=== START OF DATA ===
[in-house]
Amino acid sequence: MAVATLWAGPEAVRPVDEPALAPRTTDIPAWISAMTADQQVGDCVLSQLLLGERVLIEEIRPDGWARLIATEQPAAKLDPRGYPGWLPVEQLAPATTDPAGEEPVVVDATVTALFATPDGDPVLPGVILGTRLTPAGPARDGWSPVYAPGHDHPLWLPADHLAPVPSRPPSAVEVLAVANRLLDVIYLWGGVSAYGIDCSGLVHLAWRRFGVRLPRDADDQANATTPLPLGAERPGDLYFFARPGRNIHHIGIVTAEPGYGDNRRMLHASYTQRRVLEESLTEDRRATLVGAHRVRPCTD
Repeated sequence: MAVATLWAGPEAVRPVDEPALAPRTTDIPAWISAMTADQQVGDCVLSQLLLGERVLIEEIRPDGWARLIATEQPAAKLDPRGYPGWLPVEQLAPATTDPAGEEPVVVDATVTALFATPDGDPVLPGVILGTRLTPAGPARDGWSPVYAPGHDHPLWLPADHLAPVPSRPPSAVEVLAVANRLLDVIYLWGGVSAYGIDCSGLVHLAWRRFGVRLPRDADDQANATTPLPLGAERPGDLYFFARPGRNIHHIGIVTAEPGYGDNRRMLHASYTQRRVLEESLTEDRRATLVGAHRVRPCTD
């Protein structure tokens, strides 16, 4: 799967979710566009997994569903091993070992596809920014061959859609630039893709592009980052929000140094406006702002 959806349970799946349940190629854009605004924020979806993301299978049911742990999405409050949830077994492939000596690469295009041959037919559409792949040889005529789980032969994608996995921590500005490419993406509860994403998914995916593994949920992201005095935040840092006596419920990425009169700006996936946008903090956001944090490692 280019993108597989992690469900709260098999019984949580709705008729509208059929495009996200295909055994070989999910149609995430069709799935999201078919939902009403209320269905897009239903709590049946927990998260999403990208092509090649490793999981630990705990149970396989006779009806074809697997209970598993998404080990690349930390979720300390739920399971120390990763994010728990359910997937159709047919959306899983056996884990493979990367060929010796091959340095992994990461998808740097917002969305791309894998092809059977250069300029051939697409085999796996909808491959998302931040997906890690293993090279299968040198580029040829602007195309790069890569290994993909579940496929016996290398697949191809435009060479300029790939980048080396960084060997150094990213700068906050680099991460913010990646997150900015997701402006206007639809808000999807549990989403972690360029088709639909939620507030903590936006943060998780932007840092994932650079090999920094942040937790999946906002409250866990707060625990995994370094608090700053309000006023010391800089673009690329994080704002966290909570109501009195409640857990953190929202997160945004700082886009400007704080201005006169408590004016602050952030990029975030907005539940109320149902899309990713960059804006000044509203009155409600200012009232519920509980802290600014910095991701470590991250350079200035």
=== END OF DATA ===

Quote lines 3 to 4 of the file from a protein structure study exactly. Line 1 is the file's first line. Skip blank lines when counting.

Repeated sequence: MAVATLWAGPEAVRPVDEPALAPRTTDIPAWISAMTADQQVGDCVLSQLLLGERVLIEEIRPDGWARLIATEQPAAKLDPRGYPGWLPVEQLAPATTDPAGEEPVVVDATVTALFATPDGDPVLPGVILGTRLTPAGPARDGWSPVYAPGHDHPLWLPADHLAPVPSRPPSAVEVLAVANRLLDVIYLWGGVSAYGIDCSGLVHLAWRRFGVRLPRDADDQANATTPLPLGAERPGDLYFFARPGRNIHHIGIVTAEPGYGDNRRMLHASYTQRRVLEESLTEDRRATLVGAHRVRPCTD
């Protein structure tokens, strides 16, 4: 799967979710566009997994569903091993070992596809920014061959859609630039893709592009980052929000140094406006702002 959806349970799946349940190629854009605004924020979806993301299978049911742990999405409050949830077994492939000596690469295009041959037919559409792949040889005529789980032969994608996995921590500005490419993406509860994403998914995916593994949920992201005095935040840092006596419920990425009169700006996936946008903090956001944090490692 280019993108597989992690469900709260098999019984949580709705008729509208059929495009996200295909055994070989999910149609995430069709799935999201078919939902009403209320269905897009239903709590049946927990998260999403990208092509090649490793999981630990705990149970396989006779009806074809697997209970598993998404080990690349930390979720300390739920399971120390990763994010728990359910997937159709047919959306899983056996884990493979990367060929010796091959340095992994990461998808740097917002969305791309894998092809059977250069300029051939697409085999796996909808491959998302931040997906890690293993090279299968040198580029040829602007195309790069890569290994993909579940496929016996290398697949191809435009060479300029790939980048080396960084060997150094990213700068906050680099991460913010990646997150900015997701402006206007639809808000999807549990989403972690360029088709639909939620507030903590936006943060998780932007840092994932650079090999920094942040937790999946906002409250866990707060625990995994370094608090700053309000006023010391800089673009690329994080704002966290909570109501009195409640857990953190929202997160945004700082886009400007704080201005006169408590004016602050952030990029975030907005539940109320149902899309990713960059804006000044509203009155409600200012009232519920509980802290600014910095991701470590991250350079200035």